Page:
Province Introduces Legislation that would Modernize Appointed Agencies, Boards and Commissions

Province Introduces Legislation that would Modernize Appointed Agencies, Boards and Commissions

PROVINCE INTRODUCES LEGISLATION THAT WOULD MODERNIZE APPOINTED AGENCIES, BOARDS AND COMMISSIONS


The Manitoba government has introduced legislation that proposes to streamline provincially appointed agencies, boards and commissions (ABC’s) to ensure they deliver effective services and provide value for money to the taxpayer, Growth, Enterprise and Trade Minister Blaine Pedersen announced today.

“Our government is committed to repairing the services we provide for Manitobans and this includes establishing more efficient agencies, boards and commissions to oversee provincial programs and services,” said Pedersen.  “From day one, we have appointed qualified individuals that are representative of our province and have empowered them to get the job done right.  In fact, since forming government, we have appointed more women, more bilingual people, more visible minorities and more people with disabilities than the previous government.”

The boards, committees, councils and commissions streamlining act proposes to amend various acts and would repeal others in order to reduce the size of, eliminate or consolidate a number of ABC’s.  The proposed legislation would reduce board appointments made by government by at least 170 positions, and result in an annual cost savings of over $150,000 in per diems and staff time.  Twenty-five provincially appointed ABC’s are included in the proposed legislation.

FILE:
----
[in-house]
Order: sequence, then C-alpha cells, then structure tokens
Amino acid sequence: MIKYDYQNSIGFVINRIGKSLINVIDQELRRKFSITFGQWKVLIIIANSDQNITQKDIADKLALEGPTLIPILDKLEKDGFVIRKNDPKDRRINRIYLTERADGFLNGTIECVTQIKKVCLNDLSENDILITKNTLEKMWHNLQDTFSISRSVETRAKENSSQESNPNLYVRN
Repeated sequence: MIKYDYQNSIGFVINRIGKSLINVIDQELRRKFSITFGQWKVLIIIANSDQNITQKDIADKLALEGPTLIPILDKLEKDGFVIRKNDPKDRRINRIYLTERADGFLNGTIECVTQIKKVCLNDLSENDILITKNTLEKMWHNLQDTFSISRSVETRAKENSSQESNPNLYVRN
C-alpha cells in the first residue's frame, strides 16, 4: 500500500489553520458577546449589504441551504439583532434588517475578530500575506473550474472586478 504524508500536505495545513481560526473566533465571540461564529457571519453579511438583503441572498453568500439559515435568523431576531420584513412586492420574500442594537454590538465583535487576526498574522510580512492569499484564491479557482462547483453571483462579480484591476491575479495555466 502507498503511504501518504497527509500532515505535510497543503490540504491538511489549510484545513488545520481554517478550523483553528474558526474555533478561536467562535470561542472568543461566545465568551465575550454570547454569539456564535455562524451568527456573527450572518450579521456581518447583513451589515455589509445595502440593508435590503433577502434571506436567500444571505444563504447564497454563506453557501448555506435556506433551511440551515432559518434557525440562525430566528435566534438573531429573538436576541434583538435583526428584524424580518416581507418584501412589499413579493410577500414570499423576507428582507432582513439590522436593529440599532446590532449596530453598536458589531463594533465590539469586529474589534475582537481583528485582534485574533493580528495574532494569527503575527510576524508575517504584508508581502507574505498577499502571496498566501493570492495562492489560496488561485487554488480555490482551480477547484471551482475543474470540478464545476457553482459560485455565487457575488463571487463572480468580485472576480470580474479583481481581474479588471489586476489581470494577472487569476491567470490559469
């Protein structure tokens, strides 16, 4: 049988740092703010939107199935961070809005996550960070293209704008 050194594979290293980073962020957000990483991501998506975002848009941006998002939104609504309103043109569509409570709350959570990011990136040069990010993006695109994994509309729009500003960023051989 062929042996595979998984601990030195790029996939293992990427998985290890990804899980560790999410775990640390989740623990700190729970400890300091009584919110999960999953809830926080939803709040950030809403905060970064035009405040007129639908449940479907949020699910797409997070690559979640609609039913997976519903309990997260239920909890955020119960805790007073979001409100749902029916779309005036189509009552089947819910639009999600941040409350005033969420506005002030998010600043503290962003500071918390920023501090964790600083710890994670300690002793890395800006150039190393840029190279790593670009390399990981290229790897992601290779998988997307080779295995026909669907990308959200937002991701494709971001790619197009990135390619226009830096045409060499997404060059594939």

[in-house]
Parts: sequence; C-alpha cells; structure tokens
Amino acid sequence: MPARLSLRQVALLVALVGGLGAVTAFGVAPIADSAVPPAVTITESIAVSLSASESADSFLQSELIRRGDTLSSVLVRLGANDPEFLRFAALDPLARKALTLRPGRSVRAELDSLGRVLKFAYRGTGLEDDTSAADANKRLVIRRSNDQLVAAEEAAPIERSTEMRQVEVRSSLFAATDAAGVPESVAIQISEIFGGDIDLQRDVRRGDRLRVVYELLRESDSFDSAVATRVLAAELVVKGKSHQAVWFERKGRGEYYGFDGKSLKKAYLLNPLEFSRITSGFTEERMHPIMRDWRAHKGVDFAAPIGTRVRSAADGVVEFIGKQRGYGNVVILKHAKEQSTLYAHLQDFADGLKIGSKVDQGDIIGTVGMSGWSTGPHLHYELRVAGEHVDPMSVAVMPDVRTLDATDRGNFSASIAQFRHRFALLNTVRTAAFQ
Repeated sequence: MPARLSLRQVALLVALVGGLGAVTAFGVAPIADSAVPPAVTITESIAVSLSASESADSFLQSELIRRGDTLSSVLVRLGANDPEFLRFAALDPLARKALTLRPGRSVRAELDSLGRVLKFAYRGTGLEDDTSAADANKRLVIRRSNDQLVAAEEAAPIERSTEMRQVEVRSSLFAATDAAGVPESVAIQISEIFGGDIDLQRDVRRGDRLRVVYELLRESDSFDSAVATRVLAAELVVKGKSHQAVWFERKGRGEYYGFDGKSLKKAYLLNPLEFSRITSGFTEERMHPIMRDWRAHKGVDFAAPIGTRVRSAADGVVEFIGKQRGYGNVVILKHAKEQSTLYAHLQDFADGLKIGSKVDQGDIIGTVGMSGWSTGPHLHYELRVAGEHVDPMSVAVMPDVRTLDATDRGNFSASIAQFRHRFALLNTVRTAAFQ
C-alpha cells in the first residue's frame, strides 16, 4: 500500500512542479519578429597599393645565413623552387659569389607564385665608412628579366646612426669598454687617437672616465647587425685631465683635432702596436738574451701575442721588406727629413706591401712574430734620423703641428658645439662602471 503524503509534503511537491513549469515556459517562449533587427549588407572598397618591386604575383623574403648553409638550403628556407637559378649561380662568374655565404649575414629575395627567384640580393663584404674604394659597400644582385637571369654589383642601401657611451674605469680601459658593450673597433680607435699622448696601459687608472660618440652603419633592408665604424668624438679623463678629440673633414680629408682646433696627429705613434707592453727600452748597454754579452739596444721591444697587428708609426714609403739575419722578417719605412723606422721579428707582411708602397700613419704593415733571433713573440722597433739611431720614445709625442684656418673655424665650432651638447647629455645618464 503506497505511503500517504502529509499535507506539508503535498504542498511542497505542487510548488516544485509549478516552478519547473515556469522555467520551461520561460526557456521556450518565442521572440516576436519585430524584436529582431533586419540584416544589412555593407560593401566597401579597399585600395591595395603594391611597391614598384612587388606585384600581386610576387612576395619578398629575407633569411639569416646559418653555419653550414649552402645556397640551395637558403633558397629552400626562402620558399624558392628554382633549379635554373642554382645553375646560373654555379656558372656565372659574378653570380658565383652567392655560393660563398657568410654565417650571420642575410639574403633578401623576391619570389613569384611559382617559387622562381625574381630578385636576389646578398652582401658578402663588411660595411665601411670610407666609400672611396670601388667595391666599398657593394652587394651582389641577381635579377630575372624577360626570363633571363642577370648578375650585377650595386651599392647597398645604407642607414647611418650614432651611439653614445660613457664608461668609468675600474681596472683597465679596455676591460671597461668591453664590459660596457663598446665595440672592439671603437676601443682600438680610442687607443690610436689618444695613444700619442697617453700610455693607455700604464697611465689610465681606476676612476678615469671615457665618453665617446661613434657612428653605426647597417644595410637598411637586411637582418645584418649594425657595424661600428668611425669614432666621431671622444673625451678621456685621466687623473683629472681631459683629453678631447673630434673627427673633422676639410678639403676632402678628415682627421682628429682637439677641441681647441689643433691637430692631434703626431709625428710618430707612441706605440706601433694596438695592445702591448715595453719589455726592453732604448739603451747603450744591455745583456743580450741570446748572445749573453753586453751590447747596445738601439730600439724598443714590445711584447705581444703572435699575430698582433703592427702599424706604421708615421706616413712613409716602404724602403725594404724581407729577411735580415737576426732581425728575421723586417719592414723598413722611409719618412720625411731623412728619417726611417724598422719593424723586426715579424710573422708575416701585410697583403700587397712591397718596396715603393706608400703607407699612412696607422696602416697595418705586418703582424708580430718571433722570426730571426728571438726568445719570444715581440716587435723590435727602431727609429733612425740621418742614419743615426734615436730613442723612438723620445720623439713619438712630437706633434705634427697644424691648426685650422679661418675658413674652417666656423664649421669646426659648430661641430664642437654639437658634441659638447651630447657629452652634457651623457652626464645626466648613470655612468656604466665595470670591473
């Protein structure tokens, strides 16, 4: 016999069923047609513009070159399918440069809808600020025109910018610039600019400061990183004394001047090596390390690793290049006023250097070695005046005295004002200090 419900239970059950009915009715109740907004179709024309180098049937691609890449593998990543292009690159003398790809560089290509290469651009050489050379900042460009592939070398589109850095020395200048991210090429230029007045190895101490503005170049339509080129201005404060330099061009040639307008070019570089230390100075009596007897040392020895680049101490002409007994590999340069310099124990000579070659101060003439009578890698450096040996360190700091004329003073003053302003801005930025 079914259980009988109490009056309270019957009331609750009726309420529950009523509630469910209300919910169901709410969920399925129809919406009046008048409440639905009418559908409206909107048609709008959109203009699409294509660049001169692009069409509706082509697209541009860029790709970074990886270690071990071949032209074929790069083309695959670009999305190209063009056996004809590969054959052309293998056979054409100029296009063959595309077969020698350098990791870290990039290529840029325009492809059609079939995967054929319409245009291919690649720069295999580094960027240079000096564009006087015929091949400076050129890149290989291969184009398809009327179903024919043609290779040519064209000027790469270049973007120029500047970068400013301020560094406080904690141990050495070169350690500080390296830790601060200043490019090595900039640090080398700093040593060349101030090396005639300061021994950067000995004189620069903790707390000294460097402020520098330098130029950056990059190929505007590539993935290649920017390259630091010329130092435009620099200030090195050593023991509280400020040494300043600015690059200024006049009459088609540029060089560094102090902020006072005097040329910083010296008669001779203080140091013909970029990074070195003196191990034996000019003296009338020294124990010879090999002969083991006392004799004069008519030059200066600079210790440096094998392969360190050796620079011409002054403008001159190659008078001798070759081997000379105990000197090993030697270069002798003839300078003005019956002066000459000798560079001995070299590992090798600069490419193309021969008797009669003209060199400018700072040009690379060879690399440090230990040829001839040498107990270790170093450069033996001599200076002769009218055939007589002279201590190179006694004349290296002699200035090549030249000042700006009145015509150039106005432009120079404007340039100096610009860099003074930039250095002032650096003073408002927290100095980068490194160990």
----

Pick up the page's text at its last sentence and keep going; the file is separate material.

“Many factors, such as organization size, scope, board complexity and director skill set influence the optimal size of a board,” said Thomas A. Bryk, ICD.D, chair, Institute of Corporate Directors (Manitoba Chapter).  “While every board is unique, the trend over the last several decades in both Canada and the United States has been toward smaller boards, with an average board size of nine directors.”

“We believe smaller boards and councils work better together, and are more engaged in both the process and outcomes,” said Pedersen.  “In creating smaller boards, we are following the best practices of the not-for-profit and private sectors.”

The legislation also proposes to amend The Executive Government Organization Act to permit ministers, with the approval of cabinet, to appoint an advisory committee for a specified purpose for a period of no longer than two years.  This provision would ensure newly established ABC’s are time limited, project specific and provided with a clear mandate, the minister said.

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Published at Mon, 04 Dec 2017 14:56:00 -0500